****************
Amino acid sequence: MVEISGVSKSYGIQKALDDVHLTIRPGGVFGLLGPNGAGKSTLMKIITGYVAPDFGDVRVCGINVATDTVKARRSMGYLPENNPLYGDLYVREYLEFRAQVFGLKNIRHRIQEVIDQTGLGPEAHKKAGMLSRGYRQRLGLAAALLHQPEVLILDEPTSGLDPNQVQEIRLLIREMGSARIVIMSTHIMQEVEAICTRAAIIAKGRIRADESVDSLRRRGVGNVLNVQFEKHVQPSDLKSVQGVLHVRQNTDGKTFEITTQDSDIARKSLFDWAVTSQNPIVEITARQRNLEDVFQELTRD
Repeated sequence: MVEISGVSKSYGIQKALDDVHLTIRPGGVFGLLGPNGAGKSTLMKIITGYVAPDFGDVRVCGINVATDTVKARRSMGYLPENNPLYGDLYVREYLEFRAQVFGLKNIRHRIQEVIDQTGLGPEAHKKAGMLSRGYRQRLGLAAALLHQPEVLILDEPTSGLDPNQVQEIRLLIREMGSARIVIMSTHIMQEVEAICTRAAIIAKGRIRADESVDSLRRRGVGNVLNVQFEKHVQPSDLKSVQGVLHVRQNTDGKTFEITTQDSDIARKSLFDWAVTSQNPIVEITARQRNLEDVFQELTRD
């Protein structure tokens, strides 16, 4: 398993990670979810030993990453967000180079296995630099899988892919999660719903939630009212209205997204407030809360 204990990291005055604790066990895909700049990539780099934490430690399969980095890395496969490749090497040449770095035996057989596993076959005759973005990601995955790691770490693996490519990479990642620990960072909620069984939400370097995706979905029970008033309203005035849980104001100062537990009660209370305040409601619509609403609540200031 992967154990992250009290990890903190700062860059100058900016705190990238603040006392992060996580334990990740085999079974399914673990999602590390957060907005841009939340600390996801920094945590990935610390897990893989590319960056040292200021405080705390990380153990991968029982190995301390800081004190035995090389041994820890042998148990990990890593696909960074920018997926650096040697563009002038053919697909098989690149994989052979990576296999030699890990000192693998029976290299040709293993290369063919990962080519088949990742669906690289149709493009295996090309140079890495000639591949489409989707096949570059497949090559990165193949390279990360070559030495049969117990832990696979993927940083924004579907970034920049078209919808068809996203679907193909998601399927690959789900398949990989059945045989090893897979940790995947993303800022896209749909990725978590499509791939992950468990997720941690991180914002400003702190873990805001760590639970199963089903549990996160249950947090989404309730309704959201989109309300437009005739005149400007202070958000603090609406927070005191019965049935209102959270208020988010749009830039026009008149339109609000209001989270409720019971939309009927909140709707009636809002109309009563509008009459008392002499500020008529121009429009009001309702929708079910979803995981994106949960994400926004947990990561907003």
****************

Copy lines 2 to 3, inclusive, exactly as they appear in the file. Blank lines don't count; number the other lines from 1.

Repeated sequence: MVEISGVSKSYGIQKALDDVHLTIRPGGVFGLLGPNGAGKSTLMKIITGYVAPDFGDVRVCGINVATDTVKARRSMGYLPENNPLYGDLYVREYLEFRAQVFGLKNIRHRIQEVIDQTGLGPEAHKKAGMLSRGYRQRLGLAAALLHQPEVLILDEPTSGLDPNQVQEIRLLIREMGSARIVIMSTHIMQEVEAICTRAAIIAKGRIRADESVDSLRRRGVGNVLNVQFEKHVQPSDLKSVQGVLHVRQNTDGKTFEITTQDSDIARKSLFDWAVTSQNPIVEITARQRNLEDVFQELTRD
């Protein structure tokens, strides 16, 4: 398993990670979810030993990453967000180079296995630099899988892919999660719903939630009212209205997204407030809360 204990990291005055604790066990895909700049990539780099934490430690399969980095890395496969490749090497040449770095035996057989596993076959005759973005990601995955790691770490693996490519990479990642620990960072909620069984939400370097995706979905029970008033309203005035849980104001100062537990009660209370305040409601619509609403609540200031 992967154990992250009290990890903190700062860059100058900016705190990238603040006392992060996580334990990740085999079974399914673990999602590390957060907005841009939340600390996801920094945590990935610390897990893989590319960056040292200021405080705390990380153990991968029982190995301390800081004190035995090389041994820890042998148990990990890593696909960074920018997926650096040697563009002038053919697909098989690149994989052979990576296999030699890990000192693998029976290299040709293993290369063919990962080519088949990742669906690289149709493009295996090309140079890495000639591949489409989707096949570059497949090559990165193949390279990360070559030495049969117990832990696979993927940083924004579907970034920049078209919808068809996203679907193909998601399927690959789900398949990989059945045989090893897979940790995947993303800022896209749909990725978590499509791939992950468990997720941690991180914002400003702190873990805001760590639970199963089903549990996160249950947090989404309730309704959201989109309300437009005739005149400007202070958000603090609406927070005191019965049935209102959270208020988010749009830039026009008149339109609000209001989270409720019971939309009927909140709707009636809002109309009563509008009459008392002499500020008529121009429009009001309702929708079910979803995981994106949960994400926004947990990561907003």